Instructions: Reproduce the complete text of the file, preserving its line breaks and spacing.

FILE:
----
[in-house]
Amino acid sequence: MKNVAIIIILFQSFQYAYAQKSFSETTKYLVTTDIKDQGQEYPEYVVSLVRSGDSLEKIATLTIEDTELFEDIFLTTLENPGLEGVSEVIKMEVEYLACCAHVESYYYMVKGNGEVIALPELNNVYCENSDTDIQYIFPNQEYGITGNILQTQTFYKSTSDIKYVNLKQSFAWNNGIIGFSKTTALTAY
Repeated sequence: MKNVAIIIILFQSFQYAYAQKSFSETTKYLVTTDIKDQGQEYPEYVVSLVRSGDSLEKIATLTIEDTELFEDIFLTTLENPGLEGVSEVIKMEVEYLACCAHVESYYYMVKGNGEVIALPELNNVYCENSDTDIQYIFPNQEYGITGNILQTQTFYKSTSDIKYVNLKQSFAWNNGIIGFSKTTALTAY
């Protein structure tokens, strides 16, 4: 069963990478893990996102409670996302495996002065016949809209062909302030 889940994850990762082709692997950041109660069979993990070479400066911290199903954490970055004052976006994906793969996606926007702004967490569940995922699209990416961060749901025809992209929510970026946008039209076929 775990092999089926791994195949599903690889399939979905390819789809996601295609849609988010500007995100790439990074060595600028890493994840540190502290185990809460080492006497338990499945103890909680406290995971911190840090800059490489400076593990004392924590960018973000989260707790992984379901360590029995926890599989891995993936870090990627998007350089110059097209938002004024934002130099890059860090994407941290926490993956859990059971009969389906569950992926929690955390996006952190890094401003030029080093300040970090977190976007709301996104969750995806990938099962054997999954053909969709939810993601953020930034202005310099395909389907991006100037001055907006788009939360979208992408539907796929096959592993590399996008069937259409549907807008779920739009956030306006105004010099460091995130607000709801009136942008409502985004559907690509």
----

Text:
[in-house]
Amino acid sequence: MKNVAIIIILFQSFQYAYAQKSFSETTKYLVTTDIKDQGQEYPEYVVSLVRSGDSLEKIATLTIEDTELFEDIFLTTLENPGLEGVSEVIKMEVEYLACCAHVESYYYMVKGNGEVIALPELNNVYCENSDTDIQYIFPNQEYGITGNILQTQTFYKSTSDIKYVNLKQSFAWNNGIIGFSKTTALTAY
Repeated sequence: MKNVAIIIILFQSFQYAYAQKSFSETTKYLVTTDIKDQGQEYPEYVVSLVRSGDSLEKIATLTIEDTELFEDIFLTTLENPGLEGVSEVIKMEVEYLACCAHVESYYYMVKGNGEVIALPELNNVYCENSDTDIQYIFPNQEYGITGNILQTQTFYKSTSDIKYVNLKQSFAWNNGIIGFSKTTALTAY
């Protein structure tokens, strides 16, 4: 069963990478893990996102409670996302495996002065016949809209062909302030 889940994850990762082709692997950041109660069979993990070479400066911290199903954490970055004052976006994906793969996606926007702004967490569940995922699209990416961060749901025809992209929510970026946008039209076929 775990092999089926791994195949599903690889399939979905390819789809996601295609849609988010500007995100790439990074060595600028890493994840540190502290185990809460080492006497338990499945103890909680406290995971911190840090800059490489400076593990004392924590960018973000989260707790992984379901360590029995926890599989891995993936870090990627998007350089110059097209938002004024934002130099890059860090994407941290926490993956859990059971009969389906569950992926929690955390996006952190890094401003030029080093300040970090977190976007709301996104969750995806990938099962054997999954053909969709939810993601953020930034202005310099395909389907991006100037001055907006788009939360979208992408539907796929096959592993590399996008069937259409549907807008779920739009956030306006105004010099460091995130607000709801009136942008409502985004559907690509």